Maryland Survey of Business Activity

Jan. 30, 2014

Business Activity Declined in January; Weak Start to the Year for the Labor Market


According to the latest survey results, business activity in Maryland declined in January. The general business activity index registered −6 for the month, a modest improvement from a reading of −15 in December. Sales activity fell sharply for a second consecutive month with the index at −13, though it was three points higher than last month. The survey also indicated weakness in business spending and hiring. Business spending on services declined while capital expenditures edged slightly higher. Survey respondents reported a decline in the number of employees on payrolls as well as a shorter workweek.

Despite the weaker readings for January, expectations for activity in the near future rose. Forty-seven percent of respondents anticipated greater business activity six months from now, down slightly from 50 percent last month, while just 2 percent expected activity to decline, down from 9 percent.

Current Activity

Business activity declined in January as the general business activity index registered −6, up nine points from December's four-year low of −15. Business activity softened in the fall of 2013 and has yet to regain its footing. The general business conditions index averaged −2 from September through January compared to an average of 12 from January 2013 through August — with highs near 30 in June and July. Sales were down sharply for a second consecutive month in January with the index at 13. Spending on business services declined for the first time in 12 months while capital expenditures were weak for a second consecutive month — with an index reading of 4 for total expenditures and expenditures on equipment or software.


Labor market conditions were very weak in January. The number of employees index declined 11 points to −14, the lowest reading for the series since February 2010. Ten percent of respondents indicated that they added workers for the month, down from 18 percent in December, while 24 percent reported a decline. Excluding November’s reading of 28, the index averaged −4 since September 2013 compared to an average of 9 from January to August 2013. The average workweek series also signaled greater weakness since last fall. The workweek index averaged −4 since last September while in the eight months prior averaged 10. In this month’s survey, respondents continued to report a declining workweek, with the index dropping six points to −12. The wages index rose to 14, slightly below the series average of 19 for 2013.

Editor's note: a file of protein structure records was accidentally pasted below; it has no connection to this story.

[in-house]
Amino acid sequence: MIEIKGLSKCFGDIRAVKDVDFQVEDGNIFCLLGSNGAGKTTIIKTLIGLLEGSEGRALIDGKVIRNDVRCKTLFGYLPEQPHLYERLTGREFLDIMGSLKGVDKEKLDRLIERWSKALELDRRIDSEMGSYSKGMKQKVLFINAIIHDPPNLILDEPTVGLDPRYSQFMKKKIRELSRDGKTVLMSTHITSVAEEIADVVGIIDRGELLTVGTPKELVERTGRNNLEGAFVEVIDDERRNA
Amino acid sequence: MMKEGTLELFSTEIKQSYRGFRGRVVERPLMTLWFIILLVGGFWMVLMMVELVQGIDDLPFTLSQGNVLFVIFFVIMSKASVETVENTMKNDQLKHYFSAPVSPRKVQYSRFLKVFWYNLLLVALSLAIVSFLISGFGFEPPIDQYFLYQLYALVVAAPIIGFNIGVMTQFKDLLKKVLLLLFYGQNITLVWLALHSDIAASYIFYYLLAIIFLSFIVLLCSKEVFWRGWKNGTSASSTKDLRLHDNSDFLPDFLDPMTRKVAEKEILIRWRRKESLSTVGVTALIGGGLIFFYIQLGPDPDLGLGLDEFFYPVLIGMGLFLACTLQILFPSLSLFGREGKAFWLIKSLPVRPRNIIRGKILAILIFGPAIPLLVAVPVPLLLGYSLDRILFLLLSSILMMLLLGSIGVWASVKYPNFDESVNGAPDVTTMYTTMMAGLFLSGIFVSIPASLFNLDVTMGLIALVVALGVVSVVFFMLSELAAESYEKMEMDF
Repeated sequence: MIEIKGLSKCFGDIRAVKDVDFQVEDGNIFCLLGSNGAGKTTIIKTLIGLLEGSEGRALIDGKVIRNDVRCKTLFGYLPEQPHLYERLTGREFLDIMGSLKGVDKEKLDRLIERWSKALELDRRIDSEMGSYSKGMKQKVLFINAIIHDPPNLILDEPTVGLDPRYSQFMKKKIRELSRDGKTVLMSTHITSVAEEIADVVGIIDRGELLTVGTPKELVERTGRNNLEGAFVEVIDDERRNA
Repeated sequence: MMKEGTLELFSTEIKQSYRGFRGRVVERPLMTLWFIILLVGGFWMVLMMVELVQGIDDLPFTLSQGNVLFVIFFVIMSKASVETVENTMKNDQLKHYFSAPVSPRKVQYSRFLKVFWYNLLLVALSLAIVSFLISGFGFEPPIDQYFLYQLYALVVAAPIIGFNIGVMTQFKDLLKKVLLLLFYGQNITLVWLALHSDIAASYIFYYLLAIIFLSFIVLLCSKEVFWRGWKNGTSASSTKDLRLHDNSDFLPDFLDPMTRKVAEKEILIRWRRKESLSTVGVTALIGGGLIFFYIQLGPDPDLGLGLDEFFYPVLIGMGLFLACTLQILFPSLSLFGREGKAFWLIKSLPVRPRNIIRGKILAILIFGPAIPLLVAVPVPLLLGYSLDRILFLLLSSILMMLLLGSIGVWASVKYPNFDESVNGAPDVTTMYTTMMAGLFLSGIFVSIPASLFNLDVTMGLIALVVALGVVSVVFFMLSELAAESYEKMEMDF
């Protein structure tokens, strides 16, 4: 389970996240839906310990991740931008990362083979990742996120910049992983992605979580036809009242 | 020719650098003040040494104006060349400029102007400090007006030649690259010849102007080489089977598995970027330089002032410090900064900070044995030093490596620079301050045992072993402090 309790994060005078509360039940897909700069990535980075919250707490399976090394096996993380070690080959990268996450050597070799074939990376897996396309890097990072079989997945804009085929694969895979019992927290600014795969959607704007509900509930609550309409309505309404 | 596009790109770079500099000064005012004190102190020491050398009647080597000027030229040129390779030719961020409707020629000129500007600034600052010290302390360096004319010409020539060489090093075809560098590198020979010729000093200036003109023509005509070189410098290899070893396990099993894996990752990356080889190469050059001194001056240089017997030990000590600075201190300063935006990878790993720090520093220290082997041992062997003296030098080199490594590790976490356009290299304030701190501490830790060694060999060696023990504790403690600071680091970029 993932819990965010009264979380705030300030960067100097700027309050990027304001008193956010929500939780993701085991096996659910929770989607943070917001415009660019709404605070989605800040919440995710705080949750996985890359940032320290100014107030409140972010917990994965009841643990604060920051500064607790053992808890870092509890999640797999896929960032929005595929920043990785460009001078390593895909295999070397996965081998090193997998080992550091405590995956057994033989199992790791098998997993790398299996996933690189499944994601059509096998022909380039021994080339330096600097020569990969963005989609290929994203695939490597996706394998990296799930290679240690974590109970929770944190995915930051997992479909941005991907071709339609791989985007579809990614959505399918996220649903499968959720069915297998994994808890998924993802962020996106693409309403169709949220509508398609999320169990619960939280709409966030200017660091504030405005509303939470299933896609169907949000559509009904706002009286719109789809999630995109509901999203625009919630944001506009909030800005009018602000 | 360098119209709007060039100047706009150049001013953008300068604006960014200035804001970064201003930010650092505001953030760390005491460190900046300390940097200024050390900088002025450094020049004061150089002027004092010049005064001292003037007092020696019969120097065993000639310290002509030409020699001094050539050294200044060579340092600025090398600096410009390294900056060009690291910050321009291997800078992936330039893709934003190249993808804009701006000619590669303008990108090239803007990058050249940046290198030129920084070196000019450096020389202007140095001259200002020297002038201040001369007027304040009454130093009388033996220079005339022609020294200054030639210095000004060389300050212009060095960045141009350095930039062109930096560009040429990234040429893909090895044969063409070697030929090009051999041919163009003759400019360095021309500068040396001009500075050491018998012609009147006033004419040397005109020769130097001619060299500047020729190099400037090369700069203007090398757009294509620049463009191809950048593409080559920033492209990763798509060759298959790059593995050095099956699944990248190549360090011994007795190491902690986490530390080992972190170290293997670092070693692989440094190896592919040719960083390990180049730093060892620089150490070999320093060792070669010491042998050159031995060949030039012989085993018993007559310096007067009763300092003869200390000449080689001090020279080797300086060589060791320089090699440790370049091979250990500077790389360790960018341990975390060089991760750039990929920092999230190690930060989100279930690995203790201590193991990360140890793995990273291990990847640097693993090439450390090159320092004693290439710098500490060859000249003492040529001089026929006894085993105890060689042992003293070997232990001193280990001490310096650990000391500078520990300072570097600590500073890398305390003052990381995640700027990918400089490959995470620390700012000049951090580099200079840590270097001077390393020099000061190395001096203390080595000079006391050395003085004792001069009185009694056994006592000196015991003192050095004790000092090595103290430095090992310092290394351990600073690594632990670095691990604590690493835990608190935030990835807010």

Expectations for future labor market conditions remained positive despite weaker conditions in January. The number of employees expectations index edged lower by one point to 21. The percentage of firms anticipating hiring over the next six months declined to 28 from 31 percent while the number of respondents indicating that they planned on reducing their workforce declined to 6 from 9 percent. Expectations for average workweek hours improved after a softer reading in December while expectations for wages six months from now retreated 14 points to 36.


Businesses reported that margins remained under pressure with increases in input prices outpacing output prices. Respondents reported that input prices rose 2.5 percent in January on an annualized basis, up from 1.8 percent last month. Output prices increased at a 1.1 percent rate on an annualized basis. Businesses expected profit margins to remain under pressure over the next six months. Input prices were expected to increase at a 2.8 percent annualized rate over the next six months, while output prices were expected to increase by 1.2 percent.


Expectations of economic activity six months from now rose in January for a third straight month. The expectations index for general business conditions increased to 45 from 41, while the sales expectations index improved by five points to 42. Forty-seven percent of respondents expected business conditions to improve, down from 50 percent last month, while just 2 percent of respondents expected conditions to worsen. Forty-seven percent of respondents anticipate sales to increase over the next six months while just 4 percent expect sales to worsen.

Overall the survey results indicated that the slowdown in business activity in the Maryland economy that began in the fall of 2013 accelerated in recent months. Overall business conditions, sales and hiring remained negative while business spending and investment was weak. However, despite recent weakness, survey respondents indicated that they anticipate sales, hiring and investment to pick up over the near term.

Survey Participation, Report, and Data Questions

Jeannette Plamp
Associate Regional Economist
(804) 697-8152